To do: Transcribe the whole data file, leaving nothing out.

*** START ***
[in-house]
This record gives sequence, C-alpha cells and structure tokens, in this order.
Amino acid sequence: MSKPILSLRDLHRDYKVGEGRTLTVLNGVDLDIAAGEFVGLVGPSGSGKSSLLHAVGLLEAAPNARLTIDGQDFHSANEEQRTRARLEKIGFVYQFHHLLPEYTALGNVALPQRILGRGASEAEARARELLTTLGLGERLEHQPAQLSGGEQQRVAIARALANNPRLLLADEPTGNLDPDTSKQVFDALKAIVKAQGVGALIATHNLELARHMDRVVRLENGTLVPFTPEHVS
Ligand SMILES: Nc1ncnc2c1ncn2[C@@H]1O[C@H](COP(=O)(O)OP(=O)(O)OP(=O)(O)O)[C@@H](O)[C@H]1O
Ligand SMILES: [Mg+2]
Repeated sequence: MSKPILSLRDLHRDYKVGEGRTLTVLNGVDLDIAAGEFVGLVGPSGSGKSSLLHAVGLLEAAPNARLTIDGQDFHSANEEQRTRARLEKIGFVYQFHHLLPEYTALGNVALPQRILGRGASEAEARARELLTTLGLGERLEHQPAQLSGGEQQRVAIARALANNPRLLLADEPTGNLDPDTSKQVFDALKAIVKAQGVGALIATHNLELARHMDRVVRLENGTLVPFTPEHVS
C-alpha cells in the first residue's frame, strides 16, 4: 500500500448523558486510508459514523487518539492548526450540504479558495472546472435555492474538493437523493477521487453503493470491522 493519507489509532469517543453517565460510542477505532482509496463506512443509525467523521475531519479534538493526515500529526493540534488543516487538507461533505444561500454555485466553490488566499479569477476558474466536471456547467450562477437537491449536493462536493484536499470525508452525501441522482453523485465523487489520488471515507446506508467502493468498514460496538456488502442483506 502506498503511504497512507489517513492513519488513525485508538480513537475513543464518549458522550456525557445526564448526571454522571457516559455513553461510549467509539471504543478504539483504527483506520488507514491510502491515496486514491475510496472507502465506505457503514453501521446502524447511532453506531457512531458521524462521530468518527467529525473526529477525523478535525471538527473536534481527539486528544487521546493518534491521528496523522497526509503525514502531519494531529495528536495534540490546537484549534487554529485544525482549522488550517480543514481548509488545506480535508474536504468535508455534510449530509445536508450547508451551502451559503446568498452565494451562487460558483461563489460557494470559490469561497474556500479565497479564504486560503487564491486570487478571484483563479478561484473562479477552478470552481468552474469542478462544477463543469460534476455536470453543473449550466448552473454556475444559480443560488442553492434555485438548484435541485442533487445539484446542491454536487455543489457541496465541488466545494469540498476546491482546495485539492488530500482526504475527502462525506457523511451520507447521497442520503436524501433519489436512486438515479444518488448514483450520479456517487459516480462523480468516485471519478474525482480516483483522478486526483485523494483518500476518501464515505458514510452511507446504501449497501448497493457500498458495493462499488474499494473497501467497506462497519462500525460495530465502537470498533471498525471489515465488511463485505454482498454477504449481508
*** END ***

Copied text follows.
[in-house]
This record gives sequence, C-alpha cells and structure tokens, in this order.
Amino acid sequence: MSKPILSLRDLHRDYKVGEGRTLTVLNGVDLDIAAGEFVGLVGPSGSGKSSLLHAVGLLEAAPNARLTIDGQDFHSANEEQRTRARLEKIGFVYQFHHLLPEYTALGNVALPQRILGRGASEAEARARELLTTLGLGERLEHQPAQLSGGEQQRVAIARALANNPRLLLADEPTGNLDPDTSKQVFDALKAIVKAQGVGALIATHNLELARHMDRVVRLENGTLVPFTPEHVS
Ligand SMILES: Nc1ncnc2c1ncn2[C@@H]1O[C@H](COP(=O)(O)OP(=O)(O)OP(=O)(O)O)[C@@H](O)[C@H]1O
Ligand SMILES: [Mg+2]
Repeated sequence: MSKPILSLRDLHRDYKVGEGRTLTVLNGVDLDIAAGEFVGLVGPSGSGKSSLLHAVGLLEAAPNARLTIDGQDFHSANEEQRTRARLEKIGFVYQFHHLLPEYTALGNVALPQRILGRGASEAEARARELLTTLGLGERLEHQPAQLSGGEQQRVAIARALANNPRLLLADEPTGNLDPDTSKQVFDALKAIVKAQGVGALIATHNLELARHMDRVVRLENGTLVPFTPEHVS
C-alpha cells in the first residue's frame, strides 16, 4: 500500500448523558486510508459514523487518539492548526450540504479558495472546472435555492474538493437523493477521487453503493470491522 493519507489509532469517543453517565460510542477505532482509496463506512443509525467523521475531519479534538493526515500529526493540534488543516487538507461533505444561500454555485466553490488566499479569477476558474466536471456547467450562477437537491449536493462536493484536499470525508452525501441522482453523485465523487489520488471515507446506508467502493468498514460496538456488502442483506 502506498503511504497512507489517513492513519488513525485508538480513537475513543464518549458522550456525557445526564448526571454522571457516559455513553461510549467509539471504543478504539483504527483506520488507514491510502491515496486514491475510496472507502465506505457503514453501521446502524447511532453506531457512531458521524462521530468518527467529525473526529477525523478535525471538527473536534481527539486528544487521546493518534491521528496523522497526509503525514502531519494531529495528536495534540490546537484549534487554529485544525482549522488550517480543514481548509488545506480535508474536504468535508455534510449530509445536508450547508451551502451559503446568498452565494451562487460558483461563489460557494470559490469561497474556500479565497479564504486560503487564491486570487478571484483563479478561484473562479477552478470552481468552474469542478462544477463543469460534476455536470453543473449550466448552473454556475444559480443560488442553492434555485438548484435541485442533487445539484446542491454536487455543489457541496465541488466545494469540498476546491482546495485539492488530500482526504475527502462525506457523511451520507447521497442520503436524501433519489436512486438515479444518488448514483450520479456517487459516480462523480468516485471519478474525482480516483483522478486526483485523494483518500476518501464515505458514510452511507446504501449497501448497493457500498458495493462499488474499494473497501467497506462497519462500525460495530465502537470498533471498525471489515465488511463485505454482498454477504449481508